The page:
The euro was the main loser in forex trade yesterday and into today, continuing an unlucky streak for the single currency.
Over the course of the month, the currency has lost 1.63% in value – due in part to problems with the European Central Bank, which is expected to keep interest rates at very low levels in 2019.
However, its woes continued yesterday after the Spanish parliament failed to pass a budget for the year. The separatists in Catalonia blocked the bill, meaning that a general election could be on the cards.
In the US, the dollar index, which measures the greenback’s performance in relation to other major international currencies, was up a little at 97.2. In contrast to the euro, this currency has managed to go up by 1.7% over the course of the month.
There was also more good news for the New Zealand dollar. This currency rose to $0.6805 over the course of the day in the NZD/USD pair, which represented a rise of 0.15%.
As the trading week begins to draw to a close, it’s worth looking at what’s on the horizon today and into next week.
Today (Thursday) sees retail sales data come out of the US for December at 1.30pm GMT. Month on month, this measure is due to stay the same at 0.2%.
Continuing jobless claims for the week of February 1st are expected at the same time. These are due to show a shift upwards from 1,736,000 to 1,740,000.
However, the initial jobless claims for the week of February 8th, which are out at the same time, are expected to show some more positive news for job seekers. It is forecast that this level will drop from 234,000 to 225,000.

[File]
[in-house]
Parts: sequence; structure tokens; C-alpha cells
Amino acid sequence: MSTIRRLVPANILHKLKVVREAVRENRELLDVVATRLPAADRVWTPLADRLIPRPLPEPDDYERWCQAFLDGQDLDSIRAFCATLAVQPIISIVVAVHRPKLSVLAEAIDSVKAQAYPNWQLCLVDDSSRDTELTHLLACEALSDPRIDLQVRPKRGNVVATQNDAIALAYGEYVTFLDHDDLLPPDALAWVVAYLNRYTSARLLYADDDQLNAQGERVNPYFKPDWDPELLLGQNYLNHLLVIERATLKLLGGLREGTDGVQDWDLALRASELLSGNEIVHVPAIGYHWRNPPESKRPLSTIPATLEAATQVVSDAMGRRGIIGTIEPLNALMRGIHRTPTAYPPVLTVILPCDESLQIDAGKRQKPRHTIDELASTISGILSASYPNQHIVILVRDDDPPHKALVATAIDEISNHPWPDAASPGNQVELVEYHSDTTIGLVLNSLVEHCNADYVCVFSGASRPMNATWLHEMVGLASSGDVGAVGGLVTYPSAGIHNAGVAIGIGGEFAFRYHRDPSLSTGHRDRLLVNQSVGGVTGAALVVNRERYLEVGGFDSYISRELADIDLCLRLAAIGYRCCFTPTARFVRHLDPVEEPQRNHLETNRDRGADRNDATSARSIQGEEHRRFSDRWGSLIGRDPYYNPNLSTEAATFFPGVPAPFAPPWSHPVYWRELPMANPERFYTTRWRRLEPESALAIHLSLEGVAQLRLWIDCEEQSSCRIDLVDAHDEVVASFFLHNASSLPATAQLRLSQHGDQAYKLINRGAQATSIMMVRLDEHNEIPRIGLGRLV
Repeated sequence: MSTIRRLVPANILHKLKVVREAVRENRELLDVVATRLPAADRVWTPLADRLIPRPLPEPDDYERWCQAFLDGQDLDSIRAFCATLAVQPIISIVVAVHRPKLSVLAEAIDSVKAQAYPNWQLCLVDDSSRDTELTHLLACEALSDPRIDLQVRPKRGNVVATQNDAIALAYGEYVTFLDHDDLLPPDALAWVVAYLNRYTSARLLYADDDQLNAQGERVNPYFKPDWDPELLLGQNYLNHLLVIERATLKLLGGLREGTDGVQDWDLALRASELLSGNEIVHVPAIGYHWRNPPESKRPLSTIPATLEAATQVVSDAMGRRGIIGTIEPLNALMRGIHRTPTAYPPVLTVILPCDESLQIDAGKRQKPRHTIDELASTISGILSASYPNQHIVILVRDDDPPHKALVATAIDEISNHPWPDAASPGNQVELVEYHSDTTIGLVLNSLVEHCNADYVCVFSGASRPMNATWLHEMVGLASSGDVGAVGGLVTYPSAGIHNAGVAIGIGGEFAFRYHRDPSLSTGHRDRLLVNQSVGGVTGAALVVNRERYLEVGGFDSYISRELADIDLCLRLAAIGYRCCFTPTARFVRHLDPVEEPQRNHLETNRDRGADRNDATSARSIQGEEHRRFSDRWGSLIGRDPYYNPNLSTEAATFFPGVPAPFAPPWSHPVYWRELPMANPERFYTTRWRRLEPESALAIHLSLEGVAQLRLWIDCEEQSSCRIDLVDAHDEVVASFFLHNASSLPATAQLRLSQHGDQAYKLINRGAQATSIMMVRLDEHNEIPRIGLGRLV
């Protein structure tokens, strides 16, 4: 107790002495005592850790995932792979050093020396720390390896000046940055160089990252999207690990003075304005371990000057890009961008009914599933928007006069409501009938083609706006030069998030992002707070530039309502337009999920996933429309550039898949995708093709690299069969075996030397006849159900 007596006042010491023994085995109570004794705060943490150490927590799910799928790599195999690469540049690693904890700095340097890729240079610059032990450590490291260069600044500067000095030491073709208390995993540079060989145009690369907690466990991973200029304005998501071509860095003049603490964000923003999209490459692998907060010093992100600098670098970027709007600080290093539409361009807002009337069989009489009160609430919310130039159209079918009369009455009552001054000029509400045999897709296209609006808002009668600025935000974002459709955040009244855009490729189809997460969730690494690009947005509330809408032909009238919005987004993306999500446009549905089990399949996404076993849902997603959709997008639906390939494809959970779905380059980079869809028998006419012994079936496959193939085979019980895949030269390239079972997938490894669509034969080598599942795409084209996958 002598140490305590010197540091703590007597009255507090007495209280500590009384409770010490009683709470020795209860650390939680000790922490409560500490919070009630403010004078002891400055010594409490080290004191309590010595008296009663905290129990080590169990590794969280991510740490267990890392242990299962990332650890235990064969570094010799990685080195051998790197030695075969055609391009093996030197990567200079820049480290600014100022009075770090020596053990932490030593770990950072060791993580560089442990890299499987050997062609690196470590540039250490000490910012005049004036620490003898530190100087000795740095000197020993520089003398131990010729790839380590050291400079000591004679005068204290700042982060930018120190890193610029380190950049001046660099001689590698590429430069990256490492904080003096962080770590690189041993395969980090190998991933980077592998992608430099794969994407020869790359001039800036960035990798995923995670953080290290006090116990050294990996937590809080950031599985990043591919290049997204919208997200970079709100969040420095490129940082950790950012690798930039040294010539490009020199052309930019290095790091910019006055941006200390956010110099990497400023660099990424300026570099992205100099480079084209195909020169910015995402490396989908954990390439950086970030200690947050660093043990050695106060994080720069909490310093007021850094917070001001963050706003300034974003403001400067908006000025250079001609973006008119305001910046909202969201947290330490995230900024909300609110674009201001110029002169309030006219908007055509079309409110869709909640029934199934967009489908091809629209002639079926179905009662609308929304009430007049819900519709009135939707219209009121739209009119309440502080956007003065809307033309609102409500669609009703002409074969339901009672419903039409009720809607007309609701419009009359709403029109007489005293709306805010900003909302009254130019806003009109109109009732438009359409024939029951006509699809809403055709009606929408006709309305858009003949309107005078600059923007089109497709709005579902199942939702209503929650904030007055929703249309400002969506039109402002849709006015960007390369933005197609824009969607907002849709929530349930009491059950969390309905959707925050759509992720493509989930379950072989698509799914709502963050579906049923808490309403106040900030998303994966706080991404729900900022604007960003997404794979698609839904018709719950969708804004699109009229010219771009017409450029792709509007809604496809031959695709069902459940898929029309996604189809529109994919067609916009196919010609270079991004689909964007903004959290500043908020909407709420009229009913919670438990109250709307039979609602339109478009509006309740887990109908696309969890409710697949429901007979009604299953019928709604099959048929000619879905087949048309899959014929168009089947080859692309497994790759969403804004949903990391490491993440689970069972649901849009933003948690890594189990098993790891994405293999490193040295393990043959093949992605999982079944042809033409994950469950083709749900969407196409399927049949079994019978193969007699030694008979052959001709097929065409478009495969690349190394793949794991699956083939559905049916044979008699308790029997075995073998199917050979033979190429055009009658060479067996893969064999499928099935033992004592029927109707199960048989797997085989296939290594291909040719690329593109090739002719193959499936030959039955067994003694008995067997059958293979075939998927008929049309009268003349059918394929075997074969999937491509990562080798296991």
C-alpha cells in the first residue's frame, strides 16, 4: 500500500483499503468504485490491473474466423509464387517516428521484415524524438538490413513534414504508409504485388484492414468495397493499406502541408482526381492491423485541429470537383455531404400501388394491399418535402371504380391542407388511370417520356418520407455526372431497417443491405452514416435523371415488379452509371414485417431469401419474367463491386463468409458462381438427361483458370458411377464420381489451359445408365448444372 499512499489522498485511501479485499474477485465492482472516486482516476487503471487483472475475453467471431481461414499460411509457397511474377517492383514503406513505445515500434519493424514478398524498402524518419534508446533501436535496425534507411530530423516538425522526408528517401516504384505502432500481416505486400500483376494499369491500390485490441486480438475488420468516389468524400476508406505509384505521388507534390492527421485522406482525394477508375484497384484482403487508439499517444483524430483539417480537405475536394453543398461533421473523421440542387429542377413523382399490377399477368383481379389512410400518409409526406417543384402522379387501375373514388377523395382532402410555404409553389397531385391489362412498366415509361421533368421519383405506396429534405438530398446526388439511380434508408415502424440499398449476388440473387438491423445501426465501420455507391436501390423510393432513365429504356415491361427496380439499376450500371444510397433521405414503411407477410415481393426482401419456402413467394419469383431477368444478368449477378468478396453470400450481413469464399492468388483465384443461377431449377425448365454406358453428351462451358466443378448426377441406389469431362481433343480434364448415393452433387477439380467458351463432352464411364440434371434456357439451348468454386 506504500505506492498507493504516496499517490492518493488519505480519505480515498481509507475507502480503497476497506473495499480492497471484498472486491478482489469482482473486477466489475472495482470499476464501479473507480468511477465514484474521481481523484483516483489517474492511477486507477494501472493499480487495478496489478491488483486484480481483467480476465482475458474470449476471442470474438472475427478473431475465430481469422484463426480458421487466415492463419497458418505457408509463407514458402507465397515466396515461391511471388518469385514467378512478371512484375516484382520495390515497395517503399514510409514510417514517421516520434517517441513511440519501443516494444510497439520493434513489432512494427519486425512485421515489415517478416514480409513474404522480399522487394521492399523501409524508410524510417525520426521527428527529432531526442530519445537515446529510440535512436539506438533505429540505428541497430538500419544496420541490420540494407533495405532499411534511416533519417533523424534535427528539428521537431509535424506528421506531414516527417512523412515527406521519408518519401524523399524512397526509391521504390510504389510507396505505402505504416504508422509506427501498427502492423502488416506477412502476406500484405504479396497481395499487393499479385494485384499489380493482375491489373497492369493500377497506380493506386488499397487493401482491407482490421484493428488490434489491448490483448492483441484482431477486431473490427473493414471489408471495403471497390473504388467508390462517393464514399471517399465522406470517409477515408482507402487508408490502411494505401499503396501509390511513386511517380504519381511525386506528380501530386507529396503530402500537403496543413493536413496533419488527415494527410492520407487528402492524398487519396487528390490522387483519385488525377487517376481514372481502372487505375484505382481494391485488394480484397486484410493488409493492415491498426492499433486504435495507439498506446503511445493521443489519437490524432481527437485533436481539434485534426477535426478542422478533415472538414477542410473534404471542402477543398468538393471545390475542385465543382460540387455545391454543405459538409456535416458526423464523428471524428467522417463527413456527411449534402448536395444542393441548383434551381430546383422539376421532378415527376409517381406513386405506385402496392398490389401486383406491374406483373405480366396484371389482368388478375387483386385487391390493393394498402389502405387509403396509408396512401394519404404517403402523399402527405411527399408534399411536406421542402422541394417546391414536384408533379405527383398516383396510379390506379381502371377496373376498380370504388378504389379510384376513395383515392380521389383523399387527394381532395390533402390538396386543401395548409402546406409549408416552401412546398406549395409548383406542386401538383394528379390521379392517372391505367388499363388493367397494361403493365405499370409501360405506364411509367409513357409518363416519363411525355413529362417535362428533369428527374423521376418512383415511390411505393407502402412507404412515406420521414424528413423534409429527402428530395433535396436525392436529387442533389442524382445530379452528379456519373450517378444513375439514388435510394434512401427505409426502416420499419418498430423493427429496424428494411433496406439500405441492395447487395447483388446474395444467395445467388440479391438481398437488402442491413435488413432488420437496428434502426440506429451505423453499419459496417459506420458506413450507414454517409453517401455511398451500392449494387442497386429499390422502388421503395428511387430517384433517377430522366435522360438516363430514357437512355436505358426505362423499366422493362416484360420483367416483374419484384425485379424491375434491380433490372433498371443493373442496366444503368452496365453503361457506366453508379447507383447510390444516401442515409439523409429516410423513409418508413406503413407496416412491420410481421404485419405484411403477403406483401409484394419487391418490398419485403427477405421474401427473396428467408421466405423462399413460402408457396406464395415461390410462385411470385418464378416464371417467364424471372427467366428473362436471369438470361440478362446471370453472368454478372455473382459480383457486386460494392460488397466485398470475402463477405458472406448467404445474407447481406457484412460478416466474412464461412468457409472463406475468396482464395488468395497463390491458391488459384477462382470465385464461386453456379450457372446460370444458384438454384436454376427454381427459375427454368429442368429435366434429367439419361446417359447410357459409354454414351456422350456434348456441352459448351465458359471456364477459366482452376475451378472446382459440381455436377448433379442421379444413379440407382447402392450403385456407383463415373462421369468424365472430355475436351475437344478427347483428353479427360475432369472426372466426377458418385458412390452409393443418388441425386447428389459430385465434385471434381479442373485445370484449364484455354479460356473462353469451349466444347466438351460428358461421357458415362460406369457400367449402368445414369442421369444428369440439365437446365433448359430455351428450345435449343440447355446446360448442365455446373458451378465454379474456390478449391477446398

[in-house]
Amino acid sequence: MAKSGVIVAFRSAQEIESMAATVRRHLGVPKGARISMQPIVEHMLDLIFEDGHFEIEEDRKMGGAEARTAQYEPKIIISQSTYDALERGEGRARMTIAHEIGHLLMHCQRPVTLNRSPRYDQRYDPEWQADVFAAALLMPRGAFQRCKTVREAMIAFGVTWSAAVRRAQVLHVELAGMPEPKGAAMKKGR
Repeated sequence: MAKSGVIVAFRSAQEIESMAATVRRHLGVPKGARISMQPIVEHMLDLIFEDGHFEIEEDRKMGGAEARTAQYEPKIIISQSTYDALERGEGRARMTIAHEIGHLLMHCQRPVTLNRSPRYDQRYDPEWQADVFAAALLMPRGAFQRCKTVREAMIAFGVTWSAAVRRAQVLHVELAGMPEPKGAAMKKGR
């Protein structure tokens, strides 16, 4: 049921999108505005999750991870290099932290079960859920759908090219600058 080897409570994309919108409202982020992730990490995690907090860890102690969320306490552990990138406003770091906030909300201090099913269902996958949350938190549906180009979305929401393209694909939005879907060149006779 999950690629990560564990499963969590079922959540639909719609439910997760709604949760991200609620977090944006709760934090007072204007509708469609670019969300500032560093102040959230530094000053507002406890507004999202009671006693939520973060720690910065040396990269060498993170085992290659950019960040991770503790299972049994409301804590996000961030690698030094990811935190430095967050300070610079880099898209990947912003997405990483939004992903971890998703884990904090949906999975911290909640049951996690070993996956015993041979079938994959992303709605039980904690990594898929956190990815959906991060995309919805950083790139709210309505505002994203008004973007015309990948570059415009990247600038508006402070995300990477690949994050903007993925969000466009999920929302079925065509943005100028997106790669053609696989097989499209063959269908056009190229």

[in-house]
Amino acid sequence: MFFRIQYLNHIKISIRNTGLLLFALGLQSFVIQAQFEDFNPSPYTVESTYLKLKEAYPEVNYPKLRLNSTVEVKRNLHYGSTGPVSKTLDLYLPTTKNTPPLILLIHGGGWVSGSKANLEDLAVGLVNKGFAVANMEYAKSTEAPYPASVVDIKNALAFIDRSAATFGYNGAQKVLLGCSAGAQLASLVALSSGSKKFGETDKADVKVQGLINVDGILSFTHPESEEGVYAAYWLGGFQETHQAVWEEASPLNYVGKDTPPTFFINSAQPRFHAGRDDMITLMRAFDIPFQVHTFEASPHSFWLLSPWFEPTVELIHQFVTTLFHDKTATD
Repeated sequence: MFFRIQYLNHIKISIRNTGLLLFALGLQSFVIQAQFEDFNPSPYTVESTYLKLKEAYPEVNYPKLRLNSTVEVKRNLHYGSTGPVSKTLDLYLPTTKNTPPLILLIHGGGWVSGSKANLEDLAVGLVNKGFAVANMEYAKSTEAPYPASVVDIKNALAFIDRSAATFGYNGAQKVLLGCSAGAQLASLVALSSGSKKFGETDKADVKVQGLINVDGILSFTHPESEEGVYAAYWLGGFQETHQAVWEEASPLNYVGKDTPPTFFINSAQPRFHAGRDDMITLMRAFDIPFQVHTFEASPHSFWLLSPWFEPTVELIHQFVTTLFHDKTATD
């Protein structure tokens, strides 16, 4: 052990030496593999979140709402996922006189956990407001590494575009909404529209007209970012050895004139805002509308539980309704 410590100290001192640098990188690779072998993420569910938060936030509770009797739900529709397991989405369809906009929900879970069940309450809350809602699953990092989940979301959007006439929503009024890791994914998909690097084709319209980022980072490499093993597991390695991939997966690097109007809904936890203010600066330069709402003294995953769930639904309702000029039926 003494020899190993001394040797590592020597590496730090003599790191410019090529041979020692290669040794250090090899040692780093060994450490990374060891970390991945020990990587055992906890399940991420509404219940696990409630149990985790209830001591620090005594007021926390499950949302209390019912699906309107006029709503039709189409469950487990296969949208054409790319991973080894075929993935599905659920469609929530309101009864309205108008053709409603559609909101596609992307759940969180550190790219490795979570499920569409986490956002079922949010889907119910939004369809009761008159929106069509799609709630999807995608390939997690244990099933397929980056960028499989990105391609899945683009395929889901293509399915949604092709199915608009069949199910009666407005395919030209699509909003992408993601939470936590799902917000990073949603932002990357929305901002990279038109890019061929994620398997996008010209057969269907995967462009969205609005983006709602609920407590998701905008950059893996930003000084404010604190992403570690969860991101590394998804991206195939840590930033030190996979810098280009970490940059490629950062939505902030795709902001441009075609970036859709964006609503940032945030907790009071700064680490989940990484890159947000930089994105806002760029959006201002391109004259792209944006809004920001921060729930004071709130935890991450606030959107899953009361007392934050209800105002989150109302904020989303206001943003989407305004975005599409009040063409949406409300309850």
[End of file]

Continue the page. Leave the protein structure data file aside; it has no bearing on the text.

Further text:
A purchasing managers’ index study from Business NZ in New Zealand is due at 9.30pm GMT and will cover the month of January. This was last recorded at 55.1.
Into tomorrow, Chinese consumer price index data for the month of January will kick off the day at 1.30am GMT. Year on year, it was last seen at 1.9%.
Japanese industrial production figures for December will be out at 4.30am GMT and are expected to hold firm at -1.9% year on year.
A speech from Raphael W. Bostic, the President and CEO of the Federal Reserve Bank of Atlanta, will occur at 2.55pm GMT.
The preliminary Michigan Consumer Sentiment Index, which is considered an important indicator of consumer confidence, will be out at 3pm GMT.
Looking ahead to Monday, North American trading is likely to be significantly slower than usual given two public holidays. President’s Day will take place in the US, while Family Day will take place in Canada.
Early on Tuesday morning, the minutes of the Reserve Bank of Australia’s meeting will be released at 12.30am GMT.
European current account figures are due out at 9am GMT, while British unemployment figures for the month of December are expected at 9.30am GMT. These were last recorded at 4%.